Matt Badiali is unique among other financial analysts due to the fact he is a trained geologist. The natural resource sector can be one of the most volatile sectors for investors, yet he has helped his subscribers double or triple their initial investments with some of his stock recommendations. Matt Badiali has remained bullish about the long-term prices for oil. He recently tweeted about an article calling for a potential $100-barrel oil soon. Oil prices had been on a tear until 2015 when they crashed. Many analysts believe one of the biggest drivers n the price of oil is that in November, sanctions on Iran will take effect. Companies are not allowed to purchase Iranian oil once the sections start and many are anticipating that there will be a deficit of over a million barrels of oil for the world market.
Venezuela, a country that used to produce a lot of oil, is going through its own economic and political issues and will not be able to fill in this gap. Consumers are expected to increase their fuel consumption because the US economy continues to grow. Most financial experts remain optimistic regarding the US economy and expect to see continued growth. If oil sentiment remains bullish, more traders will take the long side of the oil trade, which should continue to drive up oil prices. There are other analysts who feel higher oil is going to hurt the American economy, particularly the average consumer. They believe that the pain that will come for the average American when it comes to filling up their gas tank will end up slowing economic activity.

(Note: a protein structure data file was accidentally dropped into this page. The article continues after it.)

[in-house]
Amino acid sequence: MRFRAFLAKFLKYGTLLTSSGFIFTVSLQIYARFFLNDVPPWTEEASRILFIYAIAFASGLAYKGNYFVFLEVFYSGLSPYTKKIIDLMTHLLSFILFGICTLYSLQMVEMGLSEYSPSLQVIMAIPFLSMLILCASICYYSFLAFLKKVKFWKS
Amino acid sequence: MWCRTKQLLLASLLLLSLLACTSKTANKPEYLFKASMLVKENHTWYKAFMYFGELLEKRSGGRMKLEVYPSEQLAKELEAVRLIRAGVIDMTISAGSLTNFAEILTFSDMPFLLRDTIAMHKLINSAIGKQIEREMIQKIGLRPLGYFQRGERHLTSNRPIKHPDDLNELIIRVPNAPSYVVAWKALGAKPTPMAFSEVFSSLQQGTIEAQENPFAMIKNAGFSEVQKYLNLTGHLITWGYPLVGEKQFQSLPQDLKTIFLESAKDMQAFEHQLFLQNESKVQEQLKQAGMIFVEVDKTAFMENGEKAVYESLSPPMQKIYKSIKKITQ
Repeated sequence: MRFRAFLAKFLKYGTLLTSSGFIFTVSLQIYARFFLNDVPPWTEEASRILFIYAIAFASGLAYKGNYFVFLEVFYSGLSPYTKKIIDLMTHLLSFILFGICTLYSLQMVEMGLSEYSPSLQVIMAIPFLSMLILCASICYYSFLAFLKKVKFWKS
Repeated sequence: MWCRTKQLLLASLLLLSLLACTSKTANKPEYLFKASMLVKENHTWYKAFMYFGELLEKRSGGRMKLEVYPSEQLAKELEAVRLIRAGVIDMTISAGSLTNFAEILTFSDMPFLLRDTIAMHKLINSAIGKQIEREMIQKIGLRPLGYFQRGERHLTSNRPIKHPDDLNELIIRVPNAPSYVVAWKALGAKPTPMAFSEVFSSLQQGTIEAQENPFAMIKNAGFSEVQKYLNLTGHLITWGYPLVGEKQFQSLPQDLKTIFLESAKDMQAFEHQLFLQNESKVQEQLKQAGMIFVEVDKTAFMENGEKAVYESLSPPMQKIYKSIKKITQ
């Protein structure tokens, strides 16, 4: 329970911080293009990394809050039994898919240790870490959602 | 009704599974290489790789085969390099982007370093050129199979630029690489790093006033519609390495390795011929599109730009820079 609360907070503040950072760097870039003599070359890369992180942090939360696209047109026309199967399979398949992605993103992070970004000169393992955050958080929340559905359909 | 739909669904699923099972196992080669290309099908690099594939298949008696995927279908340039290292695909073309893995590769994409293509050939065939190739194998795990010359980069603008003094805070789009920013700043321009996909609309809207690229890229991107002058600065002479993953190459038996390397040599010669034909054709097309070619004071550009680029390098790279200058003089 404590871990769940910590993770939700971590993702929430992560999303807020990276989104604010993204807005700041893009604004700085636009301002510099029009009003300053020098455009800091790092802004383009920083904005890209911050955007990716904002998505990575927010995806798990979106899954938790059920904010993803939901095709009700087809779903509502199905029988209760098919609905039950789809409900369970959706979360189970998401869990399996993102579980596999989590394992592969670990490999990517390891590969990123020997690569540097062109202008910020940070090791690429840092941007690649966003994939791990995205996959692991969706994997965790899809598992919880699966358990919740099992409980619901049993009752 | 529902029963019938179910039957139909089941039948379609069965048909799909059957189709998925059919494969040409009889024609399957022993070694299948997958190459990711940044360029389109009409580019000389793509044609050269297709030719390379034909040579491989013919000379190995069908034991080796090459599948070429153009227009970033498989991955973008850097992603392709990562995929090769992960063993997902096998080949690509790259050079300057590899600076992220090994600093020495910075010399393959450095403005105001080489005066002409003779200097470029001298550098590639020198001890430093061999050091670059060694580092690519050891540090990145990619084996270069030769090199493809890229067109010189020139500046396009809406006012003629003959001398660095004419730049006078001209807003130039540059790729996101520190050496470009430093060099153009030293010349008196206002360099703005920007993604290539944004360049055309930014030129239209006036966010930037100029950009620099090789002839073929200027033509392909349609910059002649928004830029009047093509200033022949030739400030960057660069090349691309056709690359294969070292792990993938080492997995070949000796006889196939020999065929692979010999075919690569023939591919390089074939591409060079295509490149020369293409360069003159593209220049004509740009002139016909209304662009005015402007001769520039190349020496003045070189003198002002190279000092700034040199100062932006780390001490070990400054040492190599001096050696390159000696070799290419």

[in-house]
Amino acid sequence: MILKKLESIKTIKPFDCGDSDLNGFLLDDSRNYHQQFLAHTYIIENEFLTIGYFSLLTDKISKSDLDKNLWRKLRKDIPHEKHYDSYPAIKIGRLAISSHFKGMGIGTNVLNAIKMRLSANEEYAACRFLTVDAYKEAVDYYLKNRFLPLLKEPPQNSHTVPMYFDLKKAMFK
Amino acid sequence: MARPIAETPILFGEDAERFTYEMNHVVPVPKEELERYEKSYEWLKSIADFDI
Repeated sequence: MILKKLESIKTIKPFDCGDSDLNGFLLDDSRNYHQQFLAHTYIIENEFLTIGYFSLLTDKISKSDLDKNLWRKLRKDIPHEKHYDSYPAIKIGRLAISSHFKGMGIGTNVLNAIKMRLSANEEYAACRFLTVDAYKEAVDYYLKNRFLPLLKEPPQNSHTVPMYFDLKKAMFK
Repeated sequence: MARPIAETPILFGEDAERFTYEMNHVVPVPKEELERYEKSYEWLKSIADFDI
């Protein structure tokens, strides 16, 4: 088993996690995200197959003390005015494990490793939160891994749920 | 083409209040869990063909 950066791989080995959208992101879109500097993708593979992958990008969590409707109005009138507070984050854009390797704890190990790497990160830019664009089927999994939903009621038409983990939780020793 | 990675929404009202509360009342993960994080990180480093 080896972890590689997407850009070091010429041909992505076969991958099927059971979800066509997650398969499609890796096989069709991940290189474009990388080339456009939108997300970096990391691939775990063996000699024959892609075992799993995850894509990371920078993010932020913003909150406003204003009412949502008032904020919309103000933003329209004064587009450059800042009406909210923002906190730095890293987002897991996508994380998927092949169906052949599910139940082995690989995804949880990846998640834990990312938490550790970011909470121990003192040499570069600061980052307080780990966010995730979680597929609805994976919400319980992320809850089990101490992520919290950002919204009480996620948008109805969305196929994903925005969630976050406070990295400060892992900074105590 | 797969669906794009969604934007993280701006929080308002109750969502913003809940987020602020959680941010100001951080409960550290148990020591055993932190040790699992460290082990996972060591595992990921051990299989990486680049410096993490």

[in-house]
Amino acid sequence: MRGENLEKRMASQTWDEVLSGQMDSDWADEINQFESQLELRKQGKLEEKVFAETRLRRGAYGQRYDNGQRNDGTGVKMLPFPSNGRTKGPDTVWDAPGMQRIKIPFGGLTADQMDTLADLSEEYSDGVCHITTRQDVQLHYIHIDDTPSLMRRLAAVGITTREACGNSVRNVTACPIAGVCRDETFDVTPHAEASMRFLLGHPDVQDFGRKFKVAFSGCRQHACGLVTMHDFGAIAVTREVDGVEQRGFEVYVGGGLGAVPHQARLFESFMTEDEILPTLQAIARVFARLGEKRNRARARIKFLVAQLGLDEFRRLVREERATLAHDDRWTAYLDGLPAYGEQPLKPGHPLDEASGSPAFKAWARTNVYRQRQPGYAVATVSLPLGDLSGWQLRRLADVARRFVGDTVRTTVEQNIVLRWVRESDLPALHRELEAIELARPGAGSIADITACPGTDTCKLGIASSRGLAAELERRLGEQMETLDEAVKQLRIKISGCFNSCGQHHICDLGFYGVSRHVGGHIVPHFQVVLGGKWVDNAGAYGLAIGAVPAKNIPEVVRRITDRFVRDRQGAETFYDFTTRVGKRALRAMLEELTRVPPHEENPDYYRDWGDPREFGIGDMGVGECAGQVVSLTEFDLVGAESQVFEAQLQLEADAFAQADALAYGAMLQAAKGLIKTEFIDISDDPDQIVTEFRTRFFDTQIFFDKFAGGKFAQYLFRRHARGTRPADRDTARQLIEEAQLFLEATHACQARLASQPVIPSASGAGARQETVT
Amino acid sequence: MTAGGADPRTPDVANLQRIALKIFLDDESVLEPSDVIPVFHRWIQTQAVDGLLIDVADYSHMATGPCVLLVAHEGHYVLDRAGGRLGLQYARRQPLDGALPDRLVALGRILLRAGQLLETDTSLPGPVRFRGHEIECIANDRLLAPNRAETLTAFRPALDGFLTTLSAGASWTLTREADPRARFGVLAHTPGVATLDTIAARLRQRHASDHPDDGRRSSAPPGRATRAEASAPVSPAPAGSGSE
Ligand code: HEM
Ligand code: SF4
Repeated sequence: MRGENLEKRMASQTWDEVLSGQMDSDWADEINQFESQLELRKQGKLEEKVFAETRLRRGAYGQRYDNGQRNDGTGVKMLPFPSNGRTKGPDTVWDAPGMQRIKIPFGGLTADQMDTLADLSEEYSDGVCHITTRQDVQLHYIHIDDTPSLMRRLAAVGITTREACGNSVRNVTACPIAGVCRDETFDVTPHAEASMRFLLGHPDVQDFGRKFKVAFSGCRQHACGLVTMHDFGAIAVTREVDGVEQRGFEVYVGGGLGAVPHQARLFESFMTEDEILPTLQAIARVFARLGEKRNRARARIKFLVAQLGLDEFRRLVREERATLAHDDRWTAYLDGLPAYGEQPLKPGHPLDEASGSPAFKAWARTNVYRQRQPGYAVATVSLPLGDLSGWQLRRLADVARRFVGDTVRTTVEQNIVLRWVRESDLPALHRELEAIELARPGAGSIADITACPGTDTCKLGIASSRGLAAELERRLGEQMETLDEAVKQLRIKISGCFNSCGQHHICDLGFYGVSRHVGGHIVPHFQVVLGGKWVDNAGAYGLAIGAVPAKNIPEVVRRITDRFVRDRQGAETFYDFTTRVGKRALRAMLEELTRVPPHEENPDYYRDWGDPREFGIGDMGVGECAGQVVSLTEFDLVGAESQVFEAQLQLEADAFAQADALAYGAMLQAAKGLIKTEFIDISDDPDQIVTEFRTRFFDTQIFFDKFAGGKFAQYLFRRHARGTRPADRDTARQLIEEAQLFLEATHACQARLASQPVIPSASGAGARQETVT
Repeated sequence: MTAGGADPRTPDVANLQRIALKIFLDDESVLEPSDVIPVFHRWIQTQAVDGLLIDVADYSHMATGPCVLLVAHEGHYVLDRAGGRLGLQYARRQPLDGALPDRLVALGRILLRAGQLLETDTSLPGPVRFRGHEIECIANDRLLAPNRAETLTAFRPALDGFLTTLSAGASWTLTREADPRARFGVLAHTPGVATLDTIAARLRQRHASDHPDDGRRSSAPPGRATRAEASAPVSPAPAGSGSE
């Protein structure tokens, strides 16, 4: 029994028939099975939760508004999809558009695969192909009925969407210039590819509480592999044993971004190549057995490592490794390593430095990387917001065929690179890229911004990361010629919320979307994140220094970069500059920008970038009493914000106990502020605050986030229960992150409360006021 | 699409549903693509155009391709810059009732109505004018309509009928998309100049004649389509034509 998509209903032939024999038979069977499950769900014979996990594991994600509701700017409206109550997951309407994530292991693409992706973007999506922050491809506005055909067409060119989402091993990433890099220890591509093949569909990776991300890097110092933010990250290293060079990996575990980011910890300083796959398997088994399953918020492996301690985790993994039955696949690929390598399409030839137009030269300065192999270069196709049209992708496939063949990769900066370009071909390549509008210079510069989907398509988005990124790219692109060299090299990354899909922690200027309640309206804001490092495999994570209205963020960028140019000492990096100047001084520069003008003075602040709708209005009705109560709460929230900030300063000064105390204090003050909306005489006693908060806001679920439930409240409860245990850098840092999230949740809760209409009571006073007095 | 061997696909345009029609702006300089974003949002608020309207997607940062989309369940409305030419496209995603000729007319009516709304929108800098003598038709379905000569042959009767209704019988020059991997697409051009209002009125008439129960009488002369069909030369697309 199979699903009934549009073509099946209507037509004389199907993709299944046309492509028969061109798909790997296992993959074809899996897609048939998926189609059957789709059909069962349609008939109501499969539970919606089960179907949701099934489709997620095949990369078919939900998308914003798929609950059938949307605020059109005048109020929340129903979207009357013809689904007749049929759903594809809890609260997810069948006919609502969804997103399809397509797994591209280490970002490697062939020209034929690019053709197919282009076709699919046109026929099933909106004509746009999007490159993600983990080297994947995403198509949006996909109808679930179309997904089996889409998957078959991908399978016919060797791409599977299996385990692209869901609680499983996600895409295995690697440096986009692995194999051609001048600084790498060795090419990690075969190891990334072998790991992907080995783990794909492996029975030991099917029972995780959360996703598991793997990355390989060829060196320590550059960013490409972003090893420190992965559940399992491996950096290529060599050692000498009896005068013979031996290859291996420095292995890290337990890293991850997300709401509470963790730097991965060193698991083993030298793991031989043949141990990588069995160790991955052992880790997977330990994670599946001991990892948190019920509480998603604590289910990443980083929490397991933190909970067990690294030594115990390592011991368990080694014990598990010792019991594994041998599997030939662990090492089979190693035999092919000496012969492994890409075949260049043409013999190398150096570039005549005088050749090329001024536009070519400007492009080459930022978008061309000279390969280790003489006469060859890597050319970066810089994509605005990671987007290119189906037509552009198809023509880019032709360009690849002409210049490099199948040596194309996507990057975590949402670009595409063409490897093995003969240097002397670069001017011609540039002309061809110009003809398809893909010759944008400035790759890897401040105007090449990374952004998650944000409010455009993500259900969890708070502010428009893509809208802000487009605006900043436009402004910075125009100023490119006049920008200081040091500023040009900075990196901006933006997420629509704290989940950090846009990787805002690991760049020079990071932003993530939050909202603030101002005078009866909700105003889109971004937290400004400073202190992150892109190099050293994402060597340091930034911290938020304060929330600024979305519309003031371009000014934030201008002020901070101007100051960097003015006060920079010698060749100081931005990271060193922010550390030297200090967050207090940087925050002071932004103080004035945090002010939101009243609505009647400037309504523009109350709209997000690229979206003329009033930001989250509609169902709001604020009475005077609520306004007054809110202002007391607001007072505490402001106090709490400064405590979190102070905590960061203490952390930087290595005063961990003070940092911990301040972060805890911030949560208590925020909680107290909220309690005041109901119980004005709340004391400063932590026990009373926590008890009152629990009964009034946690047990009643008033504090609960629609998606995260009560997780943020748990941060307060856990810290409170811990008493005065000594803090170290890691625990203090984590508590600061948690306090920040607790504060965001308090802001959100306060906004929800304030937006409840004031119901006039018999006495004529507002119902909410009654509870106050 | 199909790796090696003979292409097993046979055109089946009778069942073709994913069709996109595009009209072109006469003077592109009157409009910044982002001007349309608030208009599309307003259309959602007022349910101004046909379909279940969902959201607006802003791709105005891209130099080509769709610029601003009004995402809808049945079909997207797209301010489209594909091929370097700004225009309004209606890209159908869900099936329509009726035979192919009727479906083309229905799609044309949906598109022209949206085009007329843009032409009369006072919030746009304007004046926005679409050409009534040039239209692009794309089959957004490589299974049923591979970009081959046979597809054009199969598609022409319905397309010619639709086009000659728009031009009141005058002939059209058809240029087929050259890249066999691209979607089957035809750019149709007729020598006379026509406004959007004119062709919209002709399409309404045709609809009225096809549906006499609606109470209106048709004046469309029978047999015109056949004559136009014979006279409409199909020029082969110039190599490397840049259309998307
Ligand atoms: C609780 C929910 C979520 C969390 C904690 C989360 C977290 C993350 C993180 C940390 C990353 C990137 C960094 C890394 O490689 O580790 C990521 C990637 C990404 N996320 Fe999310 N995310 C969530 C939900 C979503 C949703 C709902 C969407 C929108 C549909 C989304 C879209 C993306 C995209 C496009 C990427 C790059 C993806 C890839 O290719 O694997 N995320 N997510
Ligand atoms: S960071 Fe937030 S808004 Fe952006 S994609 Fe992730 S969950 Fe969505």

If gas prices begin to stifle economic growth, President Trump and his administration will face political pressure to deal with the issue. Matt Badiali has remained optimistic that oil prices would rise. He increased his name recognition after he introduced “Freedom Checks” to the investing public. Many of the companies that give out these checks are involved in oil and gas operations here in the US. Matt Badiali feels that many of these companies are going to increase the size of their “Freedom Checks” over the years to come and the share prices should reflect the higher profitability from higher oil prices.